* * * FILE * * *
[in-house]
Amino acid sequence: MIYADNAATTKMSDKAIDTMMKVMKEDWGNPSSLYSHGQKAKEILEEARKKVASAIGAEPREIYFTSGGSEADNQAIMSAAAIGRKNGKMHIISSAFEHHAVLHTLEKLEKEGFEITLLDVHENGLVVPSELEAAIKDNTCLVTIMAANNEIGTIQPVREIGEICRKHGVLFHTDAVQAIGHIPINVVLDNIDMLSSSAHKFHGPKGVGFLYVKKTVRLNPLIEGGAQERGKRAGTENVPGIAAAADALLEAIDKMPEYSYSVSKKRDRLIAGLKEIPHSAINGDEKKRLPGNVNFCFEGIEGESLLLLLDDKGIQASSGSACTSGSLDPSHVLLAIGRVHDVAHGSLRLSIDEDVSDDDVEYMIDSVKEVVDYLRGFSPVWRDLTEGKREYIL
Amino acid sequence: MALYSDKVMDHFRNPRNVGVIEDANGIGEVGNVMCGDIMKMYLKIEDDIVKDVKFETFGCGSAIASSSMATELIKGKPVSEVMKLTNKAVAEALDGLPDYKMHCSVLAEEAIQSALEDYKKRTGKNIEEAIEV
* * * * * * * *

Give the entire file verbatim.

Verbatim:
[in-house]
Amino acid sequence: MIYADNAATTKMSDKAIDTMMKVMKEDWGNPSSLYSHGQKAKEILEEARKKVASAIGAEPREIYFTSGGSEADNQAIMSAAAIGRKNGKMHIISSAFEHHAVLHTLEKLEKEGFEITLLDVHENGLVVPSELEAAIKDNTCLVTIMAANNEIGTIQPVREIGEICRKHGVLFHTDAVQAIGHIPINVVLDNIDMLSSSAHKFHGPKGVGFLYVKKTVRLNPLIEGGAQERGKRAGTENVPGIAAAADALLEAIDKMPEYSYSVSKKRDRLIAGLKEIPHSAINGDEKKRLPGNVNFCFEGIEGESLLLLLDDKGIQASSGSACTSGSLDPSHVLLAIGRVHDVAHGSLRLSIDEDVSDDDVEYMIDSVKEVVDYLRGFSPVWRDLTEGKREYIL
Amino acid sequence: MALYSDKVMDHFRNPRNVGVIEDANGIGEVGNVMCGDIMKMYLKIEDDIVKDVKFETFGCGSAIASSSMATELIKGKPVSEVMKLTNKAVAEALDGLPDYKMHCSVLAEEAIQSALEDYKKRTGKNIEEAIEV